My favorite thing I do with Juliana is look in the mirror and say how beautiful I am. It goes against my reflex because I usually do the opposite, but because she is my little shadow and thinks I am her hero even when I lose my shit at 3am, she is internalizing everything I say. I want her to grow up to be a strong, independent and confident woman and so many of us trash talk ourselves and we don’t even realize it…even under our breath or to our significant others. I also tell her about 50 times a day how beautiful she is. She will often say throughout the day, “Mama, I am beautiful.”

Stay beautiful baby.

Threenagers are tougher than terrible twos because they are finally realizing they are their own person and they are saying it in a BIG way.

Three-year-olds have no sense of time. They can focus, but only on what they want to focus on. They have big, strong emotions and they are starting to express them, but they get overwhelmed by them, too. The trouble comes in, says Klein, “when you think that you’re speaking to a very reasonable human being. Verbally, they sound older than they are.

Here are a few tips and tricks I have learned, but also found on other blogs and websites that I thought were worth sharing and helped:

  1. Make sure everyone’s, including yourself, needs are being met- SELF-CARE. Take time for you and don’t feel guilty. These are not selfish things, as they will give you more energy for your kids.
  2. Know your child and adjust as needed- Really pay attention to their temperament and personality. Are they introverted or extroverted? Calm or not? Strong-willed or cautious? What kind of behavior strategies to they respond to?
  3. Change your point of view to theirs- What are they thinking? They are not adults, even if they acted like spoiled teenagers, they are still babies.
  4. Answer EVERY why question or question- This is a critical learning age; emotional intelligence and empathy develops around this age too. Explain in detail why something might be unsafe or why someone is in a wheelchair, etc.
  5. Teach self-control and turn taking- This is a tough age because almost all threenagers want it NOW and don’t understand how to wait. Juliana doesn’t respond to a timer, but she will respond to helping me do something “in the meantime.” For example, she needed a cup from the counter, but I was nursing Hudson. She was screaming and throwing herself on the floor and I had her get me napkin quick and then praised her for a great job helping, but also told her I was so proud of her for waiting because Mommy needed to finish feeding Hudson. She understands and the more you explain, the better they understand and reason.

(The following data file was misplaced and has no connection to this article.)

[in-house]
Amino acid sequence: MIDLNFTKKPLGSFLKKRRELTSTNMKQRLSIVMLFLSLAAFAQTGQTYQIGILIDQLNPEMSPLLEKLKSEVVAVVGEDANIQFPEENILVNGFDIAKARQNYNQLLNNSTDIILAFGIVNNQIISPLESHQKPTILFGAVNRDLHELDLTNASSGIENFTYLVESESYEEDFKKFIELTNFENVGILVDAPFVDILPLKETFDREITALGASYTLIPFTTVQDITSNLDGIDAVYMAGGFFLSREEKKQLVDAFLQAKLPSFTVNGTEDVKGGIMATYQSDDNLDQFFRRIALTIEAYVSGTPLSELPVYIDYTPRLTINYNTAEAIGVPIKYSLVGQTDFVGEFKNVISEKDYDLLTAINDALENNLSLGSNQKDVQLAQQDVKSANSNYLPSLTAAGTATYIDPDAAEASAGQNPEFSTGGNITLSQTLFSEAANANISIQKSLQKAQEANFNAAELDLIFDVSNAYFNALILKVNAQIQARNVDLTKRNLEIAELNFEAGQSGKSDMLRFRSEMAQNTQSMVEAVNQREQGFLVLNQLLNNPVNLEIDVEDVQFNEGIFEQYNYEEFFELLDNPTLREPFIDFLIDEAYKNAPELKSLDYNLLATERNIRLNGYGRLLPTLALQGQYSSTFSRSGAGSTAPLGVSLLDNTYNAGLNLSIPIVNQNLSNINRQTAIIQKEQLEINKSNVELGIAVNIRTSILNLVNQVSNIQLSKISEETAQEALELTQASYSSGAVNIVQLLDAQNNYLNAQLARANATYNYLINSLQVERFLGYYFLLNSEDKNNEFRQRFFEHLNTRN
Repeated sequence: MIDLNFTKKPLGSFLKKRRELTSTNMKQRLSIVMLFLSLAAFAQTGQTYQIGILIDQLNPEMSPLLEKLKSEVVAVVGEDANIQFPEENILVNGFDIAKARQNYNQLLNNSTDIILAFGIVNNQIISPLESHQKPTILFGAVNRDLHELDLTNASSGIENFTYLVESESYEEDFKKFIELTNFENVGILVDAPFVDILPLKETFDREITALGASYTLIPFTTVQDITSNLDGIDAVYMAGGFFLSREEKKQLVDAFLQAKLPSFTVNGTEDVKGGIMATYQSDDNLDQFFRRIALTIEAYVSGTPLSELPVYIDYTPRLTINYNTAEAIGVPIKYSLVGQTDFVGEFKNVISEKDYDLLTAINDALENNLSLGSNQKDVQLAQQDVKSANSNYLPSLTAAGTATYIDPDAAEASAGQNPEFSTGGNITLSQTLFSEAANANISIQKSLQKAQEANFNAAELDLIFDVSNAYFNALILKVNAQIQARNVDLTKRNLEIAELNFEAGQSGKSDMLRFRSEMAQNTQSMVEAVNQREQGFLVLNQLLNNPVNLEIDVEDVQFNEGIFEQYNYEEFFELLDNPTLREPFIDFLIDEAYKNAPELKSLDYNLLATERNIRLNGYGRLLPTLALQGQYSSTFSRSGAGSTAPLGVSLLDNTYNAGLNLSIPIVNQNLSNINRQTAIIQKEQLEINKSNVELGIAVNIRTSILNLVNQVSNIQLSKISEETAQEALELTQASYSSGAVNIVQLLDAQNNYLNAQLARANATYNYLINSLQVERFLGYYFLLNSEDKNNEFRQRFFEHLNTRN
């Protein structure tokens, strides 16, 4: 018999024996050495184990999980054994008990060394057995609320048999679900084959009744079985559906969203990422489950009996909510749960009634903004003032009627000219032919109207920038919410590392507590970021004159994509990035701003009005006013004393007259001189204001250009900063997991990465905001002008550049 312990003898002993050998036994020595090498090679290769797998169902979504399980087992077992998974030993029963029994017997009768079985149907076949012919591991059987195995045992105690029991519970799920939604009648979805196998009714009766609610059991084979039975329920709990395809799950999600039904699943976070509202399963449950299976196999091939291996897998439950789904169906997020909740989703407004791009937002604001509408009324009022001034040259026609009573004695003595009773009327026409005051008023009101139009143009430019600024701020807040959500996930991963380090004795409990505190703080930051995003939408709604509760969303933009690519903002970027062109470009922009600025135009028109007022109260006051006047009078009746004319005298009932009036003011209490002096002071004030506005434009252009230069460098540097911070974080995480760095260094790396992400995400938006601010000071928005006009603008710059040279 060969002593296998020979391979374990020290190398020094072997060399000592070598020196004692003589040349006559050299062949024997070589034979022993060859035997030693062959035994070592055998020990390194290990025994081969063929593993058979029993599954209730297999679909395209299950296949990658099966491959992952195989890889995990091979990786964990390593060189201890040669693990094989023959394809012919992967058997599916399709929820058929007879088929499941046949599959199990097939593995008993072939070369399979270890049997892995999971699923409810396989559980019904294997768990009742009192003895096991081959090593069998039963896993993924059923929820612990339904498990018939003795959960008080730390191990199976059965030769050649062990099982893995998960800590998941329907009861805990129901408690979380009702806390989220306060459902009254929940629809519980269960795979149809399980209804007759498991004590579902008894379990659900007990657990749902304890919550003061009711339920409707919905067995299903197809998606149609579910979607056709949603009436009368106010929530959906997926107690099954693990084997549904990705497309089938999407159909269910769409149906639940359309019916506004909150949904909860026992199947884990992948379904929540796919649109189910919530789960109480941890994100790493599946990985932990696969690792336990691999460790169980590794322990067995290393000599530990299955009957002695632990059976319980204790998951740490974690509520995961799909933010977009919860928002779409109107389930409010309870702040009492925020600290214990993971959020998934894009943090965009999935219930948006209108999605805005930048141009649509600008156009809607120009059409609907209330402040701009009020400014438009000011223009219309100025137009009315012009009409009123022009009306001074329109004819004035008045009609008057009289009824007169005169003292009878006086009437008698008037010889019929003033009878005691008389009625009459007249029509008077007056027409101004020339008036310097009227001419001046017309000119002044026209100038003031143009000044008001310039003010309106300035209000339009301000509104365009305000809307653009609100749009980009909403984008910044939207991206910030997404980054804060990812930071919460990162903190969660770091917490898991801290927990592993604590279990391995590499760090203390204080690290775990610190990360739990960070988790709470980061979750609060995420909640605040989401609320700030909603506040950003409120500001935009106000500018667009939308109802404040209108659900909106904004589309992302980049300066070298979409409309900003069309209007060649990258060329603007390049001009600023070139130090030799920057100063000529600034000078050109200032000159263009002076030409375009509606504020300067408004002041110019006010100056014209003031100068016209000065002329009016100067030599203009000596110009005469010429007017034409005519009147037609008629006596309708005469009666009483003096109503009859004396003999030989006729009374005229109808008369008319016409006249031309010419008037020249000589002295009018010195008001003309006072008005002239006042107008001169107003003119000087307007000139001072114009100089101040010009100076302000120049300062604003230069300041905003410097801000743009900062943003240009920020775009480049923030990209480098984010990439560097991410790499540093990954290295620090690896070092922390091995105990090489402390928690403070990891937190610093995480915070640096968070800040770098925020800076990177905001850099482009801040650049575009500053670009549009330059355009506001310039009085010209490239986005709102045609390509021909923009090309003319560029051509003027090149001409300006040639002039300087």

6. ROUTINE is so important. Life can be hectic- rushing in the mornings to get the kids ready for daycare, get them dressed, get breakfast, change their clothes a few more times, coffee spilling, etc. But with routine, it can alleviate stress from mom, dad, and the kids because we know what to expect. Things may not always go as planned, but if you have a basic routine, it helps with regularity and communication.
  7. Adjust your expectations of behavior- Remember threenagers are THREE! They are still babies and really don’t mean any harm. They are developing into their own person and we need to let them. Let them ask, explore and fly. Expect meltdowns.
  8. PLAN PLAN PLAN- This is just like routine. I always plan the night before- I pack their lunches, mine, get all of our clothes picked out, etc. Sometimes I even get breakfast out and ready or at least write it down. I always need to be one step ahead, but it helps keep us in routine.
  9. Give choices and try to let them be in control- In the middle of a meltdown, Juliana doesn’t respond to tons of people talking or loving- she wants to be left alone to scream while her eyes roll back. The art of distraction sometimes works, but I noticed that after a meltdown or RIGHT before it, if I give a choice or that control- would you rather do this or that- sometimes she snaps out of it.
  10. Allow yourself to laugh- Don’t take this too seriously. Don’t laugh at them, but allow yourself to have a sense of humor a little or you will most likely lose your shit more. Nothing is more trying than a screaming toddler who doesn’t know what they want.
  11. Allow yourself to cool off- have calming strategies for yourself. If you lose your cool every time, your threenager learns that behavior. Always reconnect with your child after the meltdown- you or them!

Some books I found helpful-

How Toddlers Thrive: What Parents Can Do Today for Children Ages 2-5 to Plant the Seeds of Lifelong Success

The Honest Toddler: A Child’s Guide to Parenting

Toddlers Are A**holes: It’s Not Your Fault

The Happiest Toddler on the Block: How to Eliminate Tantrums and Raise a Patient, Respectful, and Cooperative One- to Four-Year-Old: Revised Edition